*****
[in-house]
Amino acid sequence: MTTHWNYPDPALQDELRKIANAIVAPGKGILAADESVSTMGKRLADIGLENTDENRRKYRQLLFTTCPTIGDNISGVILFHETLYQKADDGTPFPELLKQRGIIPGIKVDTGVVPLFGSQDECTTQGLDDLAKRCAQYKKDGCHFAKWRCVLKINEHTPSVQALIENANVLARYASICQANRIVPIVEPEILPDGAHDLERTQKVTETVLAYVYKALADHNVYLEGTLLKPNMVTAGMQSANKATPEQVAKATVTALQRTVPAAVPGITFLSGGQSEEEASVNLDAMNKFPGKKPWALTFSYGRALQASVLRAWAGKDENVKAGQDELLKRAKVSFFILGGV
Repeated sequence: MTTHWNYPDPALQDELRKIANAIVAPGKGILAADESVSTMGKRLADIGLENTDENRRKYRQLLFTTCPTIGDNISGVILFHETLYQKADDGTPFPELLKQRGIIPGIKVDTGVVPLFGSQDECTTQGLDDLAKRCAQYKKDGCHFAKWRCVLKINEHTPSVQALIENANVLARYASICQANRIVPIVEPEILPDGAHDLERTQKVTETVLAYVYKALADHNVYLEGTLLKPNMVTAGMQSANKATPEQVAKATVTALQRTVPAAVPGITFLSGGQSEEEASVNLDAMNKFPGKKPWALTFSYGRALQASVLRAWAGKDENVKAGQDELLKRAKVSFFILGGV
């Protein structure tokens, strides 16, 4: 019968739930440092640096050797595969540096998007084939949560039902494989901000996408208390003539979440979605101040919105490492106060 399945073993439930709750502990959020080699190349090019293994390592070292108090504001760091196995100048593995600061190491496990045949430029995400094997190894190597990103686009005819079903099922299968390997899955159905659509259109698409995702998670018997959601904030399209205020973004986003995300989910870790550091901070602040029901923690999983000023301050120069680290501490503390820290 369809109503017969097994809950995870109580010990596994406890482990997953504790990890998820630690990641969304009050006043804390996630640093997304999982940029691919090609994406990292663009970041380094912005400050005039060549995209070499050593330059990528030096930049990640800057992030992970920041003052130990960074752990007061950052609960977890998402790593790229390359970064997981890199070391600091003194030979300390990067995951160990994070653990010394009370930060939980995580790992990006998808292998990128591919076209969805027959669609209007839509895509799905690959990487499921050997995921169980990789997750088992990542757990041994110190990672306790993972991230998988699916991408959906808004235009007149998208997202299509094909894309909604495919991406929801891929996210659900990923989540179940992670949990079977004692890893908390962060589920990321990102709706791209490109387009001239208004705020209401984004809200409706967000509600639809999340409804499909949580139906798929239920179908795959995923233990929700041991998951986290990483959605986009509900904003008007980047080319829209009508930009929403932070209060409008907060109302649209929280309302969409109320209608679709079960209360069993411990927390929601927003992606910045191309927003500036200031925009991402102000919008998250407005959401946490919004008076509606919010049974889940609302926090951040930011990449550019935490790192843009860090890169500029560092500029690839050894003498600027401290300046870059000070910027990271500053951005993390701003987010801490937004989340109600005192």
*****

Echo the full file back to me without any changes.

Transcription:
[in-house]
Amino acid sequence: MTTHWNYPDPALQDELRKIANAIVAPGKGILAADESVSTMGKRLADIGLENTDENRRKYRQLLFTTCPTIGDNISGVILFHETLYQKADDGTPFPELLKQRGIIPGIKVDTGVVPLFGSQDECTTQGLDDLAKRCAQYKKDGCHFAKWRCVLKINEHTPSVQALIENANVLARYASICQANRIVPIVEPEILPDGAHDLERTQKVTETVLAYVYKALADHNVYLEGTLLKPNMVTAGMQSANKATPEQVAKATVTALQRTVPAAVPGITFLSGGQSEEEASVNLDAMNKFPGKKPWALTFSYGRALQASVLRAWAGKDENVKAGQDELLKRAKVSFFILGGV
Repeated sequence: MTTHWNYPDPALQDELRKIANAIVAPGKGILAADESVSTMGKRLADIGLENTDENRRKYRQLLFTTCPTIGDNISGVILFHETLYQKADDGTPFPELLKQRGIIPGIKVDTGVVPLFGSQDECTTQGLDDLAKRCAQYKKDGCHFAKWRCVLKINEHTPSVQALIENANVLARYASICQANRIVPIVEPEILPDGAHDLERTQKVTETVLAYVYKALADHNVYLEGTLLKPNMVTAGMQSANKATPEQVAKATVTALQRTVPAAVPGITFLSGGQSEEEASVNLDAMNKFPGKKPWALTFSYGRALQASVLRAWAGKDENVKAGQDELLKRAKVSFFILGGV
């Protein structure tokens, strides 16, 4: 019968739930440092640096050797595969540096998007084939949560039902494989901000996408208390003539979440979605101040919105490492106060 399945073993439930709750502990959020080699190349090019293994390592070292108090504001760091196995100048593995600061190491496990045949430029995400094997190894190597990103686009005819079903099922299968390997899955159905659509259109698409995702998670018997959601904030399209205020973004986003995300989910870790550091901070602040029901923690999983000023301050120069680290501490503390820290 369809109503017969097994809950995870109580010990596994406890482990997953504790990890998820630690990641969304009050006043804390996630640093997304999982940029691919090609994406990292663009970041380094912005400050005039060549995209070499050593330059990528030096930049990640800057992030992970920041003052130990960074752990007061950052609960977890998402790593790229390359970064997981890199070391600091003194030979300390990067995951160990994070653990010394009370930060939980995580790992990006998808292998990128591919076209969805027959669609209007839509895509799905690959990487499921050997995921169980990789997750088992990542757990041994110190990672306790993972991230998988699916991408959906808004235009007149998208997202299509094909894309909604495919991406929801891929996210659900990923989540179940992670949990079977004692890893908390962060589920990321990102709706791209490109387009001239208004705020209401984004809200409706967000509600639809999340409804499909949580139906798929239920179908795959995923233990929700041991998951986290990483959605986009509900904003008007980047080319829209009508930009929403932070209060409008907060109302649209929280309302969409109320209608679709079960209360069993411990927390929601927003992606910045191309927003500036200031925009991402102000919008998250407005959401946490919004008076509606919010049974889940609302926090951040930011990449550019935490790192843009860090890169500029560092500029690839050894003498600027401290300046870059000070910027990271500053951005993390701003987010801490937004989340109600005192």